Common Ground Report Finds Room For Political Cooperation
When we look to our TVs and Twitter feeds, our minds are populated with images of red and blue -- strident disagreements that paint our fellow Americans as enemies.
It is no wonder that language of division permeates our politics. The American public has been molded to believe there is little to no consensus among us. We believe the worst of each other and see political solutions as idealistic and overly optimistic.
Despite this, the belief that America is destined to division and disagreement is simply a myth
In a report published by the University of Maryland’s Program for Public Consultation, “The Common Ground of the American People,” researchers found Americans are not as divided as we may seem.
Using a new system of polling, researchers took the time to conversationally explain both sides of the argument and explore the specifics of the policy ideas. This research is one of the largest studies of its kind with over 80,000 respondents over five years. The new method encourages people to be responsive to opposing viewpoints, and reveals that Americans have plenty of common ground on the hottest issues of today.
Which policies are there consensus on? Over 150 of them. Police reform, immigration, poverty programs, helping the working poor, Federal Jobs Programs, Social Security, environment and energy, campaign finance reform, nuclear weapons, Federal budgets, taxes, and health care all had nuances that the majority of Americans from both parties, and independents, agree on.
The data is hopeful, confirming that Americans are much more than their knee-jerk reactions. When given the opportunity to converse and explore solutions, people are reasonable and much more moderate than the Congress that represents us.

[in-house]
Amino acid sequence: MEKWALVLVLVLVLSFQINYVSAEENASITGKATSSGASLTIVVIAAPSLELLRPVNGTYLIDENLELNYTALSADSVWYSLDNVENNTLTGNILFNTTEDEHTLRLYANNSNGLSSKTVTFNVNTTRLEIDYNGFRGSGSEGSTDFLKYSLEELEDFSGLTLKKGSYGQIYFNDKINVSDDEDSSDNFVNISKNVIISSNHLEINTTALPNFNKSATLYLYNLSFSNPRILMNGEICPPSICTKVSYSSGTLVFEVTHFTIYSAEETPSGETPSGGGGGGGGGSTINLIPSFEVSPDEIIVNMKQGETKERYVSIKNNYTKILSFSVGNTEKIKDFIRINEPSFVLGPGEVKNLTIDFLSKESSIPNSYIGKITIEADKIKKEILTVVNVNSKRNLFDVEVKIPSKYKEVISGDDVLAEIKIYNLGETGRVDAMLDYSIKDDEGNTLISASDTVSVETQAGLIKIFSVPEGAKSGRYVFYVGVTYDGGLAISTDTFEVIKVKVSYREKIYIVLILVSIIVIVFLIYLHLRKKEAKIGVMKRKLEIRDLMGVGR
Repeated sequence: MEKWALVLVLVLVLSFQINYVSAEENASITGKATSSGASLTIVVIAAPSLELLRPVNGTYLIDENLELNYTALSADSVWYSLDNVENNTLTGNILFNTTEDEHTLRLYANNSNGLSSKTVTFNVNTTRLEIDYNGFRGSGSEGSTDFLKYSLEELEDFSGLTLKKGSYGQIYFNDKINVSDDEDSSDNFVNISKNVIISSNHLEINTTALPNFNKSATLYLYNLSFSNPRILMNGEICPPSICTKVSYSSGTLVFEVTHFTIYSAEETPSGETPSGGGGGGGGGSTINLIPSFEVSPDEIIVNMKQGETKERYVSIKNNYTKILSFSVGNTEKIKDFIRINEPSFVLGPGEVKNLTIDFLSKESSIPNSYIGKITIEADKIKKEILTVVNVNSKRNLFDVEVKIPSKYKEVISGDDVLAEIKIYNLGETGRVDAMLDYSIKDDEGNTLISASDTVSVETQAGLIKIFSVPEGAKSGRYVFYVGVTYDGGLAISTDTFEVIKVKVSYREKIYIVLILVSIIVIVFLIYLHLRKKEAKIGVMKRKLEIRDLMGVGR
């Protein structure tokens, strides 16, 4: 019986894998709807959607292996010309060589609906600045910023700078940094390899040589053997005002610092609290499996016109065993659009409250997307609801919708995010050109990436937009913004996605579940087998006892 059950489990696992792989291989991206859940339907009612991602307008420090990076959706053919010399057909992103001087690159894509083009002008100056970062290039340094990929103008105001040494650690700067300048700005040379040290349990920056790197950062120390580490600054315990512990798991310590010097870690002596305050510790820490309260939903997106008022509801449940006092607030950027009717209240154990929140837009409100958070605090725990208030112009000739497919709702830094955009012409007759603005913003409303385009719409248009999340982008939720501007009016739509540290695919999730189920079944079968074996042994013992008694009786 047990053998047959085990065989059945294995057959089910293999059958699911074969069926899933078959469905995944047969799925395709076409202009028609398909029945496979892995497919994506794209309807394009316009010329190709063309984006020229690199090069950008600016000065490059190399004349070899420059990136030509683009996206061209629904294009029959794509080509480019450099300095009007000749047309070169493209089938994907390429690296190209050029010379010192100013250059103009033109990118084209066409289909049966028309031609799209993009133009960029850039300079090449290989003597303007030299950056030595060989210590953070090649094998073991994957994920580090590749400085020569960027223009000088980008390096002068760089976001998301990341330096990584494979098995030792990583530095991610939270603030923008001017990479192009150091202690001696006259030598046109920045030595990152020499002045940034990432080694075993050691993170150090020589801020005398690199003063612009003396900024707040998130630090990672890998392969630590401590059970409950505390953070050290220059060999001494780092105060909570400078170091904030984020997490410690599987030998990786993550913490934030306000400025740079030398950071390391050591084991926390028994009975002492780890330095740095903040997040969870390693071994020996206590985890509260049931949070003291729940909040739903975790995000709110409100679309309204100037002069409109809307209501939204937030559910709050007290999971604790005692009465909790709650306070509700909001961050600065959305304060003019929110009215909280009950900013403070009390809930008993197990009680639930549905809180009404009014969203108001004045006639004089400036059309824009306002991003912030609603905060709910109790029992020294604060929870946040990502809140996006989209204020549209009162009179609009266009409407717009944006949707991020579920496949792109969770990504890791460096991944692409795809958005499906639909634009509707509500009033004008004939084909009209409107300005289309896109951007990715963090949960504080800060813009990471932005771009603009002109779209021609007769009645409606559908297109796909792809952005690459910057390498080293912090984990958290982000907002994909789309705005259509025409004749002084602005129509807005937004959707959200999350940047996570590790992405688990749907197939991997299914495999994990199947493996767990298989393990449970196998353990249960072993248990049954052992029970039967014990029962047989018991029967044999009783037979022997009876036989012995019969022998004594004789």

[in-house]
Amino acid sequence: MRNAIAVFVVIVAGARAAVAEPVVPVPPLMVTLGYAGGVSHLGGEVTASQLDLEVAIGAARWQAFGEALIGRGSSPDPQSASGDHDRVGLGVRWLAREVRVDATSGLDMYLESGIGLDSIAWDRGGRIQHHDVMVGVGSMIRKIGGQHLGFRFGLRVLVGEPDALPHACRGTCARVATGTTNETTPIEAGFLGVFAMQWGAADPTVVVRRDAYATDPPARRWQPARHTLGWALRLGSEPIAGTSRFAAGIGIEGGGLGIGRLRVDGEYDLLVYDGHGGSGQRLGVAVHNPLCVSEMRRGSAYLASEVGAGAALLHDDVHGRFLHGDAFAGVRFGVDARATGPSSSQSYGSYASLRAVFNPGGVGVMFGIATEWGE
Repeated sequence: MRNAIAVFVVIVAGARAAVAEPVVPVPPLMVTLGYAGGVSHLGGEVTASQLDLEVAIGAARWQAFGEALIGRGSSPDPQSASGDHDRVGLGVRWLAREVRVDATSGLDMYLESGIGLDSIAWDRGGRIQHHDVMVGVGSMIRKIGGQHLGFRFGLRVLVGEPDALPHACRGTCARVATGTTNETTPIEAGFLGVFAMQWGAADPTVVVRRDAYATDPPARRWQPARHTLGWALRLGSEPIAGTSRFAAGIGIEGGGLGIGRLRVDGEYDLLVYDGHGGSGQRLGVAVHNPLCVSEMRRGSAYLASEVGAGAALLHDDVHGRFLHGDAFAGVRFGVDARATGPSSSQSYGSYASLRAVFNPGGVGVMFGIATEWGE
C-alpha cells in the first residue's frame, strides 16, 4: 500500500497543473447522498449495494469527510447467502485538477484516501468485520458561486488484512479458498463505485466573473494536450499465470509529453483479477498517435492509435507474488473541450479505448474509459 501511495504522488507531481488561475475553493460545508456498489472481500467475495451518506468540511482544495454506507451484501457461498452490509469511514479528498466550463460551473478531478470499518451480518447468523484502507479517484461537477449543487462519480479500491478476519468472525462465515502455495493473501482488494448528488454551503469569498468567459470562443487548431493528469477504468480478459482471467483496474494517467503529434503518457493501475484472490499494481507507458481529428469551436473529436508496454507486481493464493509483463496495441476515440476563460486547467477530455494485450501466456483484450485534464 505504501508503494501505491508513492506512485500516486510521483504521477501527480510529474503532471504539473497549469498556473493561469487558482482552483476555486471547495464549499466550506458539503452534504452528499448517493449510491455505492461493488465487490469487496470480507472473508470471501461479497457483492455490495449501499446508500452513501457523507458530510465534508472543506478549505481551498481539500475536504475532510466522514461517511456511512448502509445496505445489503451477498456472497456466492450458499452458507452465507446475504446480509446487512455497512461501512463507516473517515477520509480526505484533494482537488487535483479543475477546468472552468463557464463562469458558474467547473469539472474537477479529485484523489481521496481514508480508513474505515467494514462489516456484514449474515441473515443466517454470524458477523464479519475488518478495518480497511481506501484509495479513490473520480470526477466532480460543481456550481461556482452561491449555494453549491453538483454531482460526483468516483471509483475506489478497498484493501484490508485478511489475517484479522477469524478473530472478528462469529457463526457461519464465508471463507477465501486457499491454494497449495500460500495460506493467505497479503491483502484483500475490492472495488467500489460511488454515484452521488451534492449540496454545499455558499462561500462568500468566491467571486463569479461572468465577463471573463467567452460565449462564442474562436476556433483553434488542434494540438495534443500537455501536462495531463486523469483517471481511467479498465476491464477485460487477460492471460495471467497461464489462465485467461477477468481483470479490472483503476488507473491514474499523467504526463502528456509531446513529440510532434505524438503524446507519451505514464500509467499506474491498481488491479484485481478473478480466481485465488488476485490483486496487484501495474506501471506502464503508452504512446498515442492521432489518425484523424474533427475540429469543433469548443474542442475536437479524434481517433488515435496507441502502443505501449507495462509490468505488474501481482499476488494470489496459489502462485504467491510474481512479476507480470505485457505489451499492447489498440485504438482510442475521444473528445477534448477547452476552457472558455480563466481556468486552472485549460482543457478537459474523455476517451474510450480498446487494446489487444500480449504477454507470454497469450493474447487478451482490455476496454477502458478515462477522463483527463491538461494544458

So what is our response? Where do we go from here?
We can start with Congress. The way constituents want members of Congress to serve is unclear. Some prefer bipartisan cooperation while others prefer a strict adherence to party lines, but there is clear support for increased responsiveness to voters. Extremism is bred from feeling unheard and neglected; the American people need accountability. If Congress is more attentive to the needs and attitudes of voters, rather than party politics, there could be an increased opportunity to explore nuances and deliver solutions to the issues Americans have common ground on.
Beyond that, we can look at political reform on a larger scale. If there is consensus and things are still not being done, it is representative of a broken political system. People desire change for this country. Inaction is crippling, and there is a strong desire to transform politics. If America takes seriously the reforms of ranked choice voting, nonpartisan primaries, and ending gerrymandering, the American political system can be restored to respond to the attitudes of Americans and produce meaningful legislation capable of bipartisan support.
The consensus is there -- all that remains is the need for a system that is effective and representatives that put the needs of voters first.